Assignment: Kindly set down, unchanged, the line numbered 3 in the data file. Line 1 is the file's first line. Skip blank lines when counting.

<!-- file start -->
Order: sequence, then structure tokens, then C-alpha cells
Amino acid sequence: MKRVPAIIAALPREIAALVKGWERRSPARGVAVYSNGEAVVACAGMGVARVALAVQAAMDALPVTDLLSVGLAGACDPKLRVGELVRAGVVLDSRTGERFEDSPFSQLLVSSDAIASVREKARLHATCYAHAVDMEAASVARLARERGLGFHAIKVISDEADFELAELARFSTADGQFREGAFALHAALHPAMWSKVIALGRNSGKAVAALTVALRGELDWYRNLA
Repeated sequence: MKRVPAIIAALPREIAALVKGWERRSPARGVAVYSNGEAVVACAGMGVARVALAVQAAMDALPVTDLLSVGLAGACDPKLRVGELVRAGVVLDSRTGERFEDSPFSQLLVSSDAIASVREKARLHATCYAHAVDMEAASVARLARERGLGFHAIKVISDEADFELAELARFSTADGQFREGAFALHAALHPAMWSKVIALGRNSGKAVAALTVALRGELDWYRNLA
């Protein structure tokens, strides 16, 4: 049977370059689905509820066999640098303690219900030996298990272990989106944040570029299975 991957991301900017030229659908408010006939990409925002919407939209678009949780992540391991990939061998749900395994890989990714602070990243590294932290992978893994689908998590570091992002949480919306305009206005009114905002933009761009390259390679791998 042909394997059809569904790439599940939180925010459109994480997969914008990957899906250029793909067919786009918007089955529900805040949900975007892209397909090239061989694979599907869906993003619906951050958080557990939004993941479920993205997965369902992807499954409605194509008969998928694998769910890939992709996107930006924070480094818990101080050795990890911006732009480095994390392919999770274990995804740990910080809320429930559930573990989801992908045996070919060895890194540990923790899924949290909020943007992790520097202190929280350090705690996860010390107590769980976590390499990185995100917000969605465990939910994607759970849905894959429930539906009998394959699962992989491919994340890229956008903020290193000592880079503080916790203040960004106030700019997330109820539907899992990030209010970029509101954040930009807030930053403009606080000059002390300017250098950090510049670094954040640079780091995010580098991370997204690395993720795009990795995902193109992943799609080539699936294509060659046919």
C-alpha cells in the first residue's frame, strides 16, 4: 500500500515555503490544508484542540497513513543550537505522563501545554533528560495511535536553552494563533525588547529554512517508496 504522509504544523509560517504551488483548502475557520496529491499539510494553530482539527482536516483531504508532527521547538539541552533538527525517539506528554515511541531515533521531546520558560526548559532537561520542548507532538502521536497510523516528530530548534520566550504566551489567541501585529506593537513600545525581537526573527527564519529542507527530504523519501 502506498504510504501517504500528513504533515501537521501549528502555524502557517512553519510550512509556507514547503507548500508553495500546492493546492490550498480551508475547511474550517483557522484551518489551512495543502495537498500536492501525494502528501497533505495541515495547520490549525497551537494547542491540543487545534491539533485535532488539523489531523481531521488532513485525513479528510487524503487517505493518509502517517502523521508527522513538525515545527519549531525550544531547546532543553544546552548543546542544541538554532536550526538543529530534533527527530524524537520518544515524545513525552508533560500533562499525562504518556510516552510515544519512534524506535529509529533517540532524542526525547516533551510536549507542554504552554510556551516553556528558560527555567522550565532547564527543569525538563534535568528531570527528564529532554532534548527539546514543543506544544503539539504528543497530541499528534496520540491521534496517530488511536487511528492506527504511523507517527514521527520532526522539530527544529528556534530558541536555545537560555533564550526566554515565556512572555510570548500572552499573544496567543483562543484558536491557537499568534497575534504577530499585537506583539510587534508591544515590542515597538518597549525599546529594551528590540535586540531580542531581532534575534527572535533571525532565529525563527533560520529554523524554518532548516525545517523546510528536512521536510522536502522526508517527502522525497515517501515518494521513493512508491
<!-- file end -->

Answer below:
Repeated sequence: MKRVPAIIAALPREIAALVKGWERRSPARGVAVYSNGEAVVACAGMGVARVALAVQAAMDALPVTDLLSVGLAGACDPKLRVGELVRAGVVLDSRTGERFEDSPFSQLLVSSDAIASVREKARLHATCYAHAVDMEAASVARLARERGLGFHAIKVISDEADFELAELARFSTADGQFREGAFALHAALHPAMWSKVIALGRNSGKAVAALTVALRGELDWYRNLA